What is Sink Stainless Sink Gauge and Is it Important?
Ask any kitchen designer what goes into a spectacular kitchen design and they will tell you gorgeous cabinetry, eye-catching appliances and dramatic countertops. Often overlooked though, is one key aspect to a truly amazing kitchen design…the kitchen sink. Viewed by many as a utilitarian necessity, the kitchen sink is usually given very little consideration when designing a new kitchen. That’s unfortunate because of all the appliances in the kitchen, the sink gets the most use and, in my opinion, is the most important appliance to consider.
When considering a sink there are several key features to explore including: design, functionality and quality. And of course there are many materials to choose from, but for this article I will focus on stainless steel quality and more specifically the thickness of metal used to build the stainless steel sink also known as stainless sink gauge.
The thickness of the sheet metal used to fabricate a sink is called its gauge. The gauge of a sheet of metal for most sinks ranges from 22 -15 gauge. The lower the gauge number, the thicker the sheet metal is. High quality residential sinks range from 18-16 gauge while commercial quality sinks are offered in 15-16 sink gauge. When manufactures refer to the gauge of their product, they are referring to the thickness of the sheet metal before the manufacturing process begins. Most stainless steel sinks are manufactured using a process called deep draw forming where a sheet of metal is drawn down into a form through a series of steps called reductions. Each reduction stretches the sheet metal deeper and deeper into the form, so what started out as an 18 gauge sheet of metal will not end up being 18 gauge throughout the entire finished product. The industry standard is to state the gauge of the metal that the manufacturing process started with. Since this is the standard practice, it makes it easy to compare one sink to another.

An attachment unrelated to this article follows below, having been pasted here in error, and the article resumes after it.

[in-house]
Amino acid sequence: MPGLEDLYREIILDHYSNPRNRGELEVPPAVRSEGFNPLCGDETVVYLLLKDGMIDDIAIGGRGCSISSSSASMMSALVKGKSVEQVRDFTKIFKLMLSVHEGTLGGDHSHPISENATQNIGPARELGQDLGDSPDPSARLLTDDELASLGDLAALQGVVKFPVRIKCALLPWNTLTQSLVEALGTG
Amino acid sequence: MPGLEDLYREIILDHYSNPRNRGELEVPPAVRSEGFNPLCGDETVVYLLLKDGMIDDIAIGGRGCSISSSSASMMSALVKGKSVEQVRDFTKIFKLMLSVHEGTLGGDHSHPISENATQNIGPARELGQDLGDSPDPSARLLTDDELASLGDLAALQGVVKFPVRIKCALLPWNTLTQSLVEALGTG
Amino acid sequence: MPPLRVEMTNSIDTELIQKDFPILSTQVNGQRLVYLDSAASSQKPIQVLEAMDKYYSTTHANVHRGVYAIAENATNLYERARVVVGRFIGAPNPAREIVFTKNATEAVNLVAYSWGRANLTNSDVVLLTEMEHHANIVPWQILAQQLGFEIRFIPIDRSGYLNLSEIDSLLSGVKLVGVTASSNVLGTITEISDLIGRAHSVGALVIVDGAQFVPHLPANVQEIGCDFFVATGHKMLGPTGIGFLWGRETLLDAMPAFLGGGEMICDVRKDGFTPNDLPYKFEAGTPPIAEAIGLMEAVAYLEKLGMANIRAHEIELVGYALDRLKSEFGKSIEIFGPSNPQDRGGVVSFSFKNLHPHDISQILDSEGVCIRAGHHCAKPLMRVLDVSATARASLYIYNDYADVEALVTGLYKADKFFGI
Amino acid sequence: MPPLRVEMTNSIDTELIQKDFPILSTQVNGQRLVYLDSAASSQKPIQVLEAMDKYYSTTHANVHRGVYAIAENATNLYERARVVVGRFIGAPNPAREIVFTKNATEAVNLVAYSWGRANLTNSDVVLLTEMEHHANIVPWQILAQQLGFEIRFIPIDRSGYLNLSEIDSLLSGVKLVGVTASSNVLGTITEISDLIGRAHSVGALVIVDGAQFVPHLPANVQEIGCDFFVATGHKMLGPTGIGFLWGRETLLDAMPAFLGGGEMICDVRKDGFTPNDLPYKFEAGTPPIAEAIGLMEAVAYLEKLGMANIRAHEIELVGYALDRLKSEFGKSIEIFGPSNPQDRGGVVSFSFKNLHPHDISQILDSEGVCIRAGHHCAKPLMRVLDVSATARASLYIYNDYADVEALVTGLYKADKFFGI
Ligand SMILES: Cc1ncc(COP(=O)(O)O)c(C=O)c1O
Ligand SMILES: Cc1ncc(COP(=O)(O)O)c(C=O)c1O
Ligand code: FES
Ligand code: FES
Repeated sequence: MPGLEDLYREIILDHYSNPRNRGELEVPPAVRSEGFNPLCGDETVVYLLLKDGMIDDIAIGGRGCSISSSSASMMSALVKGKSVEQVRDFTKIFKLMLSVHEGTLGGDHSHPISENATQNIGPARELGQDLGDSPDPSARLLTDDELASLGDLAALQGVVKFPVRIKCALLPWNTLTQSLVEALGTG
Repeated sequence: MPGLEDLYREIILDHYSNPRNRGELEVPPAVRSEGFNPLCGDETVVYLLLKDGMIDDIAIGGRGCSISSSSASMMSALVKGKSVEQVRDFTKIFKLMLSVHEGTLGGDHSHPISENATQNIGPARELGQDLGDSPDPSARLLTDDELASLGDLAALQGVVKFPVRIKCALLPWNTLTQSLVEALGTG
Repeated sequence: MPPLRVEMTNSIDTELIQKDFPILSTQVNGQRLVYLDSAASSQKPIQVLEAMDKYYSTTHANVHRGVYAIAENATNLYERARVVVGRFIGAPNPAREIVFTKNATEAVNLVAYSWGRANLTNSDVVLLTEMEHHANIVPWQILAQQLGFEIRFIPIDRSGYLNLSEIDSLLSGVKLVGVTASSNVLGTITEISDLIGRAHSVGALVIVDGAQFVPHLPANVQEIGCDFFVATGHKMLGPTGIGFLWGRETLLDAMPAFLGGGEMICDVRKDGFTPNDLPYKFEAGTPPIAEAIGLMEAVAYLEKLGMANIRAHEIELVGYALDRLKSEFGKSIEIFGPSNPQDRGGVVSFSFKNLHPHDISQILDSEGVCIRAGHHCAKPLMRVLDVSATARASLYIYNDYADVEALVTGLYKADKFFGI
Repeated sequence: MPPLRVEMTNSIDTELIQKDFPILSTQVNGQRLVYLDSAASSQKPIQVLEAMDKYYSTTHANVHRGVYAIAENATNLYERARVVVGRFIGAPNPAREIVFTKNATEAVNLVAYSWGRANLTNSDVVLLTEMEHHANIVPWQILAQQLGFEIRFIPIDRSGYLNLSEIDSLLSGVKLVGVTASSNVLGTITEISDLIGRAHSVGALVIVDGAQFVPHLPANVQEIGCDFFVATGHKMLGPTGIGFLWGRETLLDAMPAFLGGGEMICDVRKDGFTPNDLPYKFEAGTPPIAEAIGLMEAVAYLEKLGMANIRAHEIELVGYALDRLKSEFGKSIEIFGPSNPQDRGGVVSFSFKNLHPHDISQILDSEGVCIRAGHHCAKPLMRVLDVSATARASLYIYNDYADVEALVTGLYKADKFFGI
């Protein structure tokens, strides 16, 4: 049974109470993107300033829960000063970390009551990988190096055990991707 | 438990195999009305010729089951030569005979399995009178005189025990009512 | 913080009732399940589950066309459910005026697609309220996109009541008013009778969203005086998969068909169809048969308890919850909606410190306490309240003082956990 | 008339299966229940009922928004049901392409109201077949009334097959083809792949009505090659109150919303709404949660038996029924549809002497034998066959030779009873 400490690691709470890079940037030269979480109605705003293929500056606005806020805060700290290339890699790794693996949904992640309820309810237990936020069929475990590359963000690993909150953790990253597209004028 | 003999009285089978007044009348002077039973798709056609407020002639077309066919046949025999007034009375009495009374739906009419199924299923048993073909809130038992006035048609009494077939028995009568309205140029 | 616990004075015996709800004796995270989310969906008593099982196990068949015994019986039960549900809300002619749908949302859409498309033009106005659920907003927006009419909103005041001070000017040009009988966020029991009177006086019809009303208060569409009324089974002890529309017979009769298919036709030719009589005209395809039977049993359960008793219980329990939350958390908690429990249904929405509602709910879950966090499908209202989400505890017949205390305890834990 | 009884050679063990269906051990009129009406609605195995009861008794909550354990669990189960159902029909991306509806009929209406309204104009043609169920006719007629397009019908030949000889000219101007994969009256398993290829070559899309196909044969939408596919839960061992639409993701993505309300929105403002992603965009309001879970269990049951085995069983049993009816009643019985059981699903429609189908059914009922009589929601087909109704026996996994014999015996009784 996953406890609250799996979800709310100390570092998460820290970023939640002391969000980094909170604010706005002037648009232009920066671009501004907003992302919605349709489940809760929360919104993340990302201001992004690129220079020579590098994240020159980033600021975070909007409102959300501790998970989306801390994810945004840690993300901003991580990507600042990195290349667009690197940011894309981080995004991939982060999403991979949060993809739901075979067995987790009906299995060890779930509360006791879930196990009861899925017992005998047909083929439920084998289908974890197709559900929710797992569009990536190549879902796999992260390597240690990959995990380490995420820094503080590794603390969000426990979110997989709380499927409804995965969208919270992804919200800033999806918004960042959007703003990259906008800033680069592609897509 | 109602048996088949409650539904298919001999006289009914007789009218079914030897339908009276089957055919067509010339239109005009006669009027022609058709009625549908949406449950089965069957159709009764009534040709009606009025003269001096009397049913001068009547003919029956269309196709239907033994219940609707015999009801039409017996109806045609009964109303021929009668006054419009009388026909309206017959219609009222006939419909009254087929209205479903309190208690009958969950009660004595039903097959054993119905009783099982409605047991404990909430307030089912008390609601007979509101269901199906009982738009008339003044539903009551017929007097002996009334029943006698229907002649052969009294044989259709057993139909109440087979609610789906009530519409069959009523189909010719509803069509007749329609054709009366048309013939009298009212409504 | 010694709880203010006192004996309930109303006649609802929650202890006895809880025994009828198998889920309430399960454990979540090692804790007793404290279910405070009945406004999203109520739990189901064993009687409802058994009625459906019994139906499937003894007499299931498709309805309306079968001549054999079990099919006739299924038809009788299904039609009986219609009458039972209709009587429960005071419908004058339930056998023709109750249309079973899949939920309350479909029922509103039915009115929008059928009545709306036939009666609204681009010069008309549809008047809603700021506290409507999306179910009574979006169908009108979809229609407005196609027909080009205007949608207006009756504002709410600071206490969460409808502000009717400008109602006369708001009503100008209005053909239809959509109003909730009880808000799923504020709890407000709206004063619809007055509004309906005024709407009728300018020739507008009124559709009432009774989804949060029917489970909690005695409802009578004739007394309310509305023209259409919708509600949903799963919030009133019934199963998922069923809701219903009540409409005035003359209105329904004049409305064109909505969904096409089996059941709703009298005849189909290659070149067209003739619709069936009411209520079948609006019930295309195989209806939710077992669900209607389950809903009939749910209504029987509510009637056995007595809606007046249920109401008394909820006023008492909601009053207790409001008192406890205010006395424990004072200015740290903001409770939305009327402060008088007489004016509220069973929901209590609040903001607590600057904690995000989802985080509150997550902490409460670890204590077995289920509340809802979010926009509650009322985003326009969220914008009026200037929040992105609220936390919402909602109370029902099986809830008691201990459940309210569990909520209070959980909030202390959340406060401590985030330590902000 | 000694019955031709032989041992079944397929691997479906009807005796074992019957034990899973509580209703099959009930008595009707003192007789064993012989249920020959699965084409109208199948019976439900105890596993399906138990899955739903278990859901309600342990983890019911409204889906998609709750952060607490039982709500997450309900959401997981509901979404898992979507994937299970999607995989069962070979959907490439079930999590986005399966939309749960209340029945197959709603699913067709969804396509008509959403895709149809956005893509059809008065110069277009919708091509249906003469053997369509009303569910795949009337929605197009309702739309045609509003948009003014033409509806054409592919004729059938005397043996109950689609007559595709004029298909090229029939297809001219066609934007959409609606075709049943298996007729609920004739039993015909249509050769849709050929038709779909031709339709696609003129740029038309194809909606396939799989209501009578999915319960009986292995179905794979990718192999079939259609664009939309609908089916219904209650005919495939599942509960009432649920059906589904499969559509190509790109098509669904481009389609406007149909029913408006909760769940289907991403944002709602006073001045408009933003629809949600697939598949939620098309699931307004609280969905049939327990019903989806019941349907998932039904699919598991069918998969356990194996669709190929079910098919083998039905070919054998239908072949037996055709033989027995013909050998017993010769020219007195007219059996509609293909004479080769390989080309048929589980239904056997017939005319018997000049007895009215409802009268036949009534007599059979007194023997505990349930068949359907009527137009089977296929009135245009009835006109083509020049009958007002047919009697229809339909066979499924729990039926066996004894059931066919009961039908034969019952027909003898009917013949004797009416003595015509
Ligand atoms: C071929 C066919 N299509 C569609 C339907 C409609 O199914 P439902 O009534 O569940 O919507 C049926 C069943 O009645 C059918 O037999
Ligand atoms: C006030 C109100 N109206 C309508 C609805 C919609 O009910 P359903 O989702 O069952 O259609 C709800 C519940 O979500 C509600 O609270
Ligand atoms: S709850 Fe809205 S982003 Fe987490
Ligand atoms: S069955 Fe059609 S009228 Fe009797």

Not all sinks are made using deep draw forming, near zero radius sinks and zero radius sinks are manufactured using a process called press brake forming where the sheet metal is bent into the main sink shape under tremendous pressure by a machine. The sides are then added and welded to the main assembly, forming a box shaped sink basin. Zero radius sinks are identifiable by their flat sides and unique 90 degree or near 90 degree corners. Since these sinks are bent into shape instead of drawn, they retain a more uniform thickness throughout the finished product.
Whether you decide to purchase a deep drawn sink or one manufactured through press brake forming, make sure to identify which gauge of steel the manufacture used during the forming process, it is one of the most crucial factors when considering a sink investment. Remember, the lower the gauge number the thicker the metal and as a general rule of thumb, an 18 gauge or lower sink is considered a high quality gauge. Give yourself enough time during your project to make an educated decision; it will be well worth the time investment.
A common question that I hear is: “what’s better, 16 gauge vs. 18 gauge”. Well, that depends on sink. When it comes to stainless steel sink gauge, 16 gauge is thicker and heavier and less likely to flex or dent when under pressure. For medium to large sinks, 16 gauge is the better choice. When picking out smaller sinks, 18 gauge may be fine since there is less chance of flex given the small sides and bottom of these sinks. When purchasing a sink, I would stay away from the cheapest models, since these tend to be low quality. The last thing you want to do is put a $99 special in a countertop that you paid several thousand dollars to have installed.